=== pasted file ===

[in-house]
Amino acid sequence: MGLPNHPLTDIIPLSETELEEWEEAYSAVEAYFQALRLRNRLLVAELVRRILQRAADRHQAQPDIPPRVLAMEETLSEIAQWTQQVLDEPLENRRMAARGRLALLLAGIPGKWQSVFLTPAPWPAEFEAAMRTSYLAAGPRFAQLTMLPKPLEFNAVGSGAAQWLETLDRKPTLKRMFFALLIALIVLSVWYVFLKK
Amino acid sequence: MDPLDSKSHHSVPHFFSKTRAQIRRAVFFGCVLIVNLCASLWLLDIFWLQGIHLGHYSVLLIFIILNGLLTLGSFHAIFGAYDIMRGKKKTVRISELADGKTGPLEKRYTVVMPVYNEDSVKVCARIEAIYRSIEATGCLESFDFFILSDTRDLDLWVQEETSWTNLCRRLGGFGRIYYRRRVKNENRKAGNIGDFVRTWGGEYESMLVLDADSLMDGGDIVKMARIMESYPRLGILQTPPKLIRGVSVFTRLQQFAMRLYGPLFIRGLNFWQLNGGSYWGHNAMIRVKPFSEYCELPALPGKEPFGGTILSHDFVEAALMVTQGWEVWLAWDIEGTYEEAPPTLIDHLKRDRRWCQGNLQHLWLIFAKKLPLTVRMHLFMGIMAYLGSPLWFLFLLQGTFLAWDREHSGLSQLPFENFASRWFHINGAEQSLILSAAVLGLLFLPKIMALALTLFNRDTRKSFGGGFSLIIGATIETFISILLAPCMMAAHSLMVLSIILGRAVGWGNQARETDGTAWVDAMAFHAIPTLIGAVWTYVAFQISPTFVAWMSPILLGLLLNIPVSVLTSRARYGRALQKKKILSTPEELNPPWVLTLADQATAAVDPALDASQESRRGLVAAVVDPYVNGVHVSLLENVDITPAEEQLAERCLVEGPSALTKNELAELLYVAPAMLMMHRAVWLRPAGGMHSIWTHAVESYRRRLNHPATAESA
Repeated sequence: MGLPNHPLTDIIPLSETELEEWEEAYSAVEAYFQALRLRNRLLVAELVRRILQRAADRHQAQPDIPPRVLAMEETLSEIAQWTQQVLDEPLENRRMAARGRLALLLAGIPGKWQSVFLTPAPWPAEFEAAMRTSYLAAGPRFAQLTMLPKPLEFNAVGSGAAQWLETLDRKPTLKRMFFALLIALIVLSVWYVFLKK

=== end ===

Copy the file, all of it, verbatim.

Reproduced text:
[in-house]
Amino acid sequence: MGLPNHPLTDIIPLSETELEEWEEAYSAVEAYFQALRLRNRLLVAELVRRILQRAADRHQAQPDIPPRVLAMEETLSEIAQWTQQVLDEPLENRRMAARGRLALLLAGIPGKWQSVFLTPAPWPAEFEAAMRTSYLAAGPRFAQLTMLPKPLEFNAVGSGAAQWLETLDRKPTLKRMFFALLIALIVLSVWYVFLKK
Amino acid sequence: MDPLDSKSHHSVPHFFSKTRAQIRRAVFFGCVLIVNLCASLWLLDIFWLQGIHLGHYSVLLIFIILNGLLTLGSFHAIFGAYDIMRGKKKTVRISELADGKTGPLEKRYTVVMPVYNEDSVKVCARIEAIYRSIEATGCLESFDFFILSDTRDLDLWVQEETSWTNLCRRLGGFGRIYYRRRVKNENRKAGNIGDFVRTWGGEYESMLVLDADSLMDGGDIVKMARIMESYPRLGILQTPPKLIRGVSVFTRLQQFAMRLYGPLFIRGLNFWQLNGGSYWGHNAMIRVKPFSEYCELPALPGKEPFGGTILSHDFVEAALMVTQGWEVWLAWDIEGTYEEAPPTLIDHLKRDRRWCQGNLQHLWLIFAKKLPLTVRMHLFMGIMAYLGSPLWFLFLLQGTFLAWDREHSGLSQLPFENFASRWFHINGAEQSLILSAAVLGLLFLPKIMALALTLFNRDTRKSFGGGFSLIIGATIETFISILLAPCMMAAHSLMVLSIILGRAVGWGNQARETDGTAWVDAMAFHAIPTLIGAVWTYVAFQISPTFVAWMSPILLGLLLNIPVSVLTSRARYGRALQKKKILSTPEELNPPWVLTLADQATAAVDPALDASQESRRGLVAAVVDPYVNGVHVSLLENVDITPAEEQLAERCLVEGPSALTKNELAELLYVAPAMLMMHRAVWLRPAGGMHSIWTHAVESYRRRLNHPATAESA
Repeated sequence: MGLPNHPLTDIIPLSETELEEWEEAYSAVEAYFQALRLRNRLLVAELVRRILQRAADRHQAQPDIPPRVLAMEETLSEIAQWTQQVLDEPLENRRMAARGRLALLLAGIPGKWQSVFLTPAPWPAEFEAAMRTSYLAAGPRFAQLTMLPKPLEFNAVGSGAAQWLETLDRKPTLKRMFFALLIALIVLSVWYVFLKK